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Re: case for abstract?

From: Ivan Herman <ivan@w3.org>
Date: Tue, 14 Apr 2015 16:52:03 +0200
Cc: W3C Digital Publishing IG <public-digipub-ig@w3.org>, W3C PF - DPUB Joint Task Force <public-dpub-aria@w3.org>
Message-Id: <0C192262-A1F2-48E0-AC96-9E20A53A836C@w3.org>
To: "Heather Flanagan (RFC Series Editor)" <rse@rfc-editor.org>
Indeed, all W3C documents must have an abstract! :-)

Ivan

> On 14 Apr 2015, at 16:37 , Heather Flanagan (RFC Series Editor) <rse@rfc-editor.org> wrote:
> 
> 
> Signed PGP part
> FWIW, technical standards may use an abstract as well (e.g., all RFCs
> must have an Abstract).  The Series started with strong ties to
> academia, but I wouldn't label it as such today.
> 
> -Heather Flanagan
> 
> On 4/14/15 7:29 AM, Bill Kasdorf wrote:
> >
> > I agree that abstract is most commonly used in publishing in scholarly
> content, and there, almost always in journals. Books are just now
> beginning to acquire abstracts (in the past very few books contained
> them, though some did), and there they are often treated as metadata,
> not rendered content. In a journal article, an abstract is almost always
> a clearly distinguished structural element in the rendered
> content—which, btw, almost always has a heading identifying it
> explicitly as the abstract, which of course AT would read. And even
> then, in JATS, the XML model overwhelmingly used for almost all journal
> articles, the article abstract is in the <article-meta>, the "metadata
> header" at the beginning of every JATS XML article, from which it is
> retrieved for rendering. (Figures and tables can also have <abstract>s.)
> >
> >
> >
> > So imo there are better reasons to exclude "abstract" from the
> vocabulary than to include it, given the conflict with ARIA's use of the
> term.
> >
> >
> >
> > *From:*Matt Garrish [mailto:matt.garrish@bell.net]
> > *Sent:* Monday, April 13, 2015 10:30 PM
> > *To:* public-digipub-ig@w3.org
> > *Cc:* public-dpub-aria@w3.org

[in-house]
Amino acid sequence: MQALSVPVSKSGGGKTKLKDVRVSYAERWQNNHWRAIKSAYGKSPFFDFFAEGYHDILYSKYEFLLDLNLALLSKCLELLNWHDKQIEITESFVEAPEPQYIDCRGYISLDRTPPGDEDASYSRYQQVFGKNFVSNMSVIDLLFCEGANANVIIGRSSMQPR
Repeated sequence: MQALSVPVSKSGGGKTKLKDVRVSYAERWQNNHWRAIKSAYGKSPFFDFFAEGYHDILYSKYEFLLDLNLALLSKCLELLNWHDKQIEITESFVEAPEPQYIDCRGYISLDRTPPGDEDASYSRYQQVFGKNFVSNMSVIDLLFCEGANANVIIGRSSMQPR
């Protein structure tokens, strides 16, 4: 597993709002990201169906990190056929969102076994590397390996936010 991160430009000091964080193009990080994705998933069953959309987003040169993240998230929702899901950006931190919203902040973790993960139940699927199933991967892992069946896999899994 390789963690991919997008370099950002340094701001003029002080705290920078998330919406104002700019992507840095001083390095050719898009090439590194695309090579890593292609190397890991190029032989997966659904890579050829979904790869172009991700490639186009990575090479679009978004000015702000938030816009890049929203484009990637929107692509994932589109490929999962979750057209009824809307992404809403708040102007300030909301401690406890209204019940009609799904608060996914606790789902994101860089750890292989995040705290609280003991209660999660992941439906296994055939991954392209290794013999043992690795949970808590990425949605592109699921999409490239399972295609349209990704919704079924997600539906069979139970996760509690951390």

> > *Subject:* Re: case for abstract?
> >
> >
> >
> > Oops, meant to send this to the dpub ig, but keeping both lists on
> since it seems appropriate to both...
> >
> >
> >
> > *From:*Matt Garrish <mailto:matt.garrish@bell.net>
> >
> > *Sent:*Monday, April 13, 2015 10:26 PM
> >
> > *To:*public-dpub-aria@w3.org <mailto:public-dpub-aria@w3.org>
> >
> > *Subject:*case for abstract?
> >
> >
> >
> > In the interests of solving abstract, the first question I’d ask is:
> is it critical for the first iteration of this vocabulary?
> >
> >
> >
> > It was a term that was introduced in epub for education, and it seems
> more suited to scholarly and education publishing. I’m not even sure the
> last time I spotted an abstract outside of those contexts, or
> specifications, at any rate. We’re not trying to cover everything, and
> there are absences like dedication that seem more commonly usable.
> >
> >
> >
> > Should it be punted to future discussions about stem/scholarly, as
> we’ve similarly passed on assessments, learning-* and statement?
> >
> >
> >
> > And if anyone is using it currently in their EPUBs, please feel free
> to make a case for or against swapping in summary. I’ve said my fill on
> where I think we’ll run into ambiguity with that term in the other
> thread, but I don’t have any skin in the game and talking theory is
> about as useful as spouting hot air.
> >
> >
> >
> > Matt
> >
> 
> 


----
Ivan Herman, W3C
Digital Publishing Activity Lead
Home: http://www.w3.org/People/Ivan/
mobile: +31-641044153
ORCID ID: http://orcid.org/0000-0003-0782-2704





Received on Tuesday, 14 April 2015 14:52:34 UTC

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